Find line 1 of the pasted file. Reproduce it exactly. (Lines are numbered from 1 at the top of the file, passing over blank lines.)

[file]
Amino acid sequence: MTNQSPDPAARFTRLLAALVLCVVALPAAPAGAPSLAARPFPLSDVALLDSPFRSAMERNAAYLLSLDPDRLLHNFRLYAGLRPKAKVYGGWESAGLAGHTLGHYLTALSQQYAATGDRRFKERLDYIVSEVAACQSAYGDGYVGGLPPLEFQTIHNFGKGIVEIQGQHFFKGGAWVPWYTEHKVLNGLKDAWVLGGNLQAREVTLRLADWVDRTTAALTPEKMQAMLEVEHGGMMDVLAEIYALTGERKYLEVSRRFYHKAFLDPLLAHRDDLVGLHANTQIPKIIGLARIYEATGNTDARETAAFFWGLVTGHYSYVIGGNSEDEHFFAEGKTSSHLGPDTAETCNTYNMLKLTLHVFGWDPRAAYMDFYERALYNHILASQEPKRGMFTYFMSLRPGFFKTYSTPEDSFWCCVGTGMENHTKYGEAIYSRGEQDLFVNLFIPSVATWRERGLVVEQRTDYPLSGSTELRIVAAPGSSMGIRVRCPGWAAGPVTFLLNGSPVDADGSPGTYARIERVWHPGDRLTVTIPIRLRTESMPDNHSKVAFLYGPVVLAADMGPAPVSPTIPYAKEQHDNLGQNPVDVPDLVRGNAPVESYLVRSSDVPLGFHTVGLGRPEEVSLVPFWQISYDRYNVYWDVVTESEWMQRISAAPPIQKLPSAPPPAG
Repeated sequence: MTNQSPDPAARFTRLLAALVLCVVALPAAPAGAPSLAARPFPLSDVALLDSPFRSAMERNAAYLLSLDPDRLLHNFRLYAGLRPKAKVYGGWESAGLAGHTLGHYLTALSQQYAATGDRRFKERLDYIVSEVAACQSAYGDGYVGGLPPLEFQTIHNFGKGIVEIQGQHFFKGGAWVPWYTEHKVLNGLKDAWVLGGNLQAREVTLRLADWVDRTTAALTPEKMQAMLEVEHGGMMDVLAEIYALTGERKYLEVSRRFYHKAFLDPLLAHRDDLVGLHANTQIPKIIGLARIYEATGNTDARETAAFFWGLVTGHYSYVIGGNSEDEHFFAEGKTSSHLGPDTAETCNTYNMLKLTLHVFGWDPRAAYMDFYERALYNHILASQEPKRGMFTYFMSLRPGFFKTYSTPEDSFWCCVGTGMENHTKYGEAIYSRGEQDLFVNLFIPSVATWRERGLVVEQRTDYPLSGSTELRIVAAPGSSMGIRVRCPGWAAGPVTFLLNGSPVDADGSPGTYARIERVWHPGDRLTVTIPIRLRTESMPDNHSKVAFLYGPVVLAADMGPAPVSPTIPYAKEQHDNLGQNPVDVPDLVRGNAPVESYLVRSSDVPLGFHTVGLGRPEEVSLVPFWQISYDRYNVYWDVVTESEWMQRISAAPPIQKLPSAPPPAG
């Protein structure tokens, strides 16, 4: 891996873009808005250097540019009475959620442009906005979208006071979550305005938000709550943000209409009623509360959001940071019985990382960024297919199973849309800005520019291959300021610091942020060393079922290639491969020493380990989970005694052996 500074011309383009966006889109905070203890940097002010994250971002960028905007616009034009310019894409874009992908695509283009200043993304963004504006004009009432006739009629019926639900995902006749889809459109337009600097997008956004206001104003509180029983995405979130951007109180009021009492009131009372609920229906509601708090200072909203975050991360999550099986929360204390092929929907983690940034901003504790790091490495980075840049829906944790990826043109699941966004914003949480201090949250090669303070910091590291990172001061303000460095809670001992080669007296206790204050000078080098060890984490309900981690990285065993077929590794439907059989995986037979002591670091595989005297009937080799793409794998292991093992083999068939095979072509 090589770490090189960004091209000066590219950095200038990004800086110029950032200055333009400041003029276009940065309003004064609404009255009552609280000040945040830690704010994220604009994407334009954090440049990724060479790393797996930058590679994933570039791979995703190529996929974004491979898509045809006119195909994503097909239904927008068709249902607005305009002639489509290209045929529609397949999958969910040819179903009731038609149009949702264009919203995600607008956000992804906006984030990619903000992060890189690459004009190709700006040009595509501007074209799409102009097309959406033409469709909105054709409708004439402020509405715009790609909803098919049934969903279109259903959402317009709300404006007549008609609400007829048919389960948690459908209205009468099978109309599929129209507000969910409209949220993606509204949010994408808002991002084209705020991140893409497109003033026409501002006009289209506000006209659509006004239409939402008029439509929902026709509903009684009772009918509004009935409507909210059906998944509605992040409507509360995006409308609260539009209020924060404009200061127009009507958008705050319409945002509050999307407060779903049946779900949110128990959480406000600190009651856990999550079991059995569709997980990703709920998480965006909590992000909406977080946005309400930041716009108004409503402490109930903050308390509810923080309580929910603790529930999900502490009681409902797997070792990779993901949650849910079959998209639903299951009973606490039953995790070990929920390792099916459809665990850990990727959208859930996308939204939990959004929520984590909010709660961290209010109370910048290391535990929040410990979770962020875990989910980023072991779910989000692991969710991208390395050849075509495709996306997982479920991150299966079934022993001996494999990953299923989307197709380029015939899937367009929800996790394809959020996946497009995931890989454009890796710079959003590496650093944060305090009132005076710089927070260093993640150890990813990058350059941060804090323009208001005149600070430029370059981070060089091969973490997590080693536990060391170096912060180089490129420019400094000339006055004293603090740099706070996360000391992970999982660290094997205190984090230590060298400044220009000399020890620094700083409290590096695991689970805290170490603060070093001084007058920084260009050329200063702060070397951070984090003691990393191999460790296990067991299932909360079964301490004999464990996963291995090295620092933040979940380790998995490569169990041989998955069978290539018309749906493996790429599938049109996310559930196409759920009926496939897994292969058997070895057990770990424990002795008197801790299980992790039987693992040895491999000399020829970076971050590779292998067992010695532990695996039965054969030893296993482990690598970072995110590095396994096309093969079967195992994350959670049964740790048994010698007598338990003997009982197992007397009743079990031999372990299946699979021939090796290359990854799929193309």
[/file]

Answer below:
Amino acid sequence: MTNQSPDPAARFTRLLAALVLCVVALPAAPAGAPSLAARPFPLSDVALLDSPFRSAMERNAAYLLSLDPDRLLHNFRLYAGLRPKAKVYGGWESAGLAGHTLGHYLTALSQQYAATGDRRFKERLDYIVSEVAACQSAYGDGYVGGLPPLEFQTIHNFGKGIVEIQGQHFFKGGAWVPWYTEHKVLNGLKDAWVLGGNLQAREVTLRLADWVDRTTAALTPEKMQAMLEVEHGGMMDVLAEIYALTGERKYLEVSRRFYHKAFLDPLLAHRDDLVGLHANTQIPKIIGLARIYEATGNTDARETAAFFWGLVTGHYSYVIGGNSEDEHFFAEGKTSSHLGPDTAETCNTYNMLKLTLHVFGWDPRAAYMDFYERALYNHILASQEPKRGMFTYFMSLRPGFFKTYSTPEDSFWCCVGTGMENHTKYGEAIYSRGEQDLFVNLFIPSVATWRERGLVVEQRTDYPLSGSTELRIVAAPGSSMGIRVRCPGWAAGPVTFLLNGSPVDADGSPGTYARIERVWHPGDRLTVTIPIRLRTESMPDNHSKVAFLYGPVVLAADMGPAPVSPTIPYAKEQHDNLGQNPVDVPDLVRGNAPVESYLVRSSDVPLGFHTVGLGRPEEVSLVPFWQISYDRYNVYWDVVTESEWMQRISAAPPIQKLPSAPPPAG